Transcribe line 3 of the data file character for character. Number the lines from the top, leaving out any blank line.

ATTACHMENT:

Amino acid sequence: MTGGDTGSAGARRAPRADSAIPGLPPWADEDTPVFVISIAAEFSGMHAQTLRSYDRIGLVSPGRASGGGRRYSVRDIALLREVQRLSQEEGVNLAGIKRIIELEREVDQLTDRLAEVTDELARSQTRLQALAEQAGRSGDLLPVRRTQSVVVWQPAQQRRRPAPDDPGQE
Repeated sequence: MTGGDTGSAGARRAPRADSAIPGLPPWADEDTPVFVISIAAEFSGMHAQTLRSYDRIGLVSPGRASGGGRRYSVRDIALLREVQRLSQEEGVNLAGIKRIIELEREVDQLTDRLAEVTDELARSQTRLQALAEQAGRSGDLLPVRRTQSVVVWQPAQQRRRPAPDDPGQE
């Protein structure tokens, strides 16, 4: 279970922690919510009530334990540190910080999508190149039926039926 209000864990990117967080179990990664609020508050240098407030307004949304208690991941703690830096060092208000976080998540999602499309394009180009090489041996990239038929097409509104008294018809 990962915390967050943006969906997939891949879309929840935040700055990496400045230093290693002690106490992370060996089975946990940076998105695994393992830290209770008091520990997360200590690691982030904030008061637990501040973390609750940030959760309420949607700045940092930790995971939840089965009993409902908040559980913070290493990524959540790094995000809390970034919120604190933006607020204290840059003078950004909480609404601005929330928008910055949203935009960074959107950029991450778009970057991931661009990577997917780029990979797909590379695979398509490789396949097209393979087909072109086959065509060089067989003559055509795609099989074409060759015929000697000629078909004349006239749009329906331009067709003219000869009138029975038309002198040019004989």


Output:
């Protein structure tokens, strides 16, 4: 279970922690919510009530334990540190910080999508190149039926039926 209000864990990117967080179990990664609020508050240098407030307004949304208690991941703690830096060092208000976080998540999602499309394009180009090489041996990239038929097409509104008294018809 990962915390967050943006969906997939891949879309929840935040700055990496400045230093290693002690106490992370060996089975946990940076998105695994393992830290209770008091520990997360200590690691982030904030008061637990501040973390609750940030959760309420949607700045940092930790995971939840089965009993409902908040559980913070290493990524959540790094995000809390970034919120604190933006607020204290840059003078950004909480609404601005929330928008910055949203935009960074959107950029991450778009970057991931661009990577997917780029990979797909590379695979398509490789396949097209393979087909072109086959065509060089067989003559055509795609099989074409060759015929000697000629078909004349006239749009329906331009067709003219000869009138029975038309002198040019004989």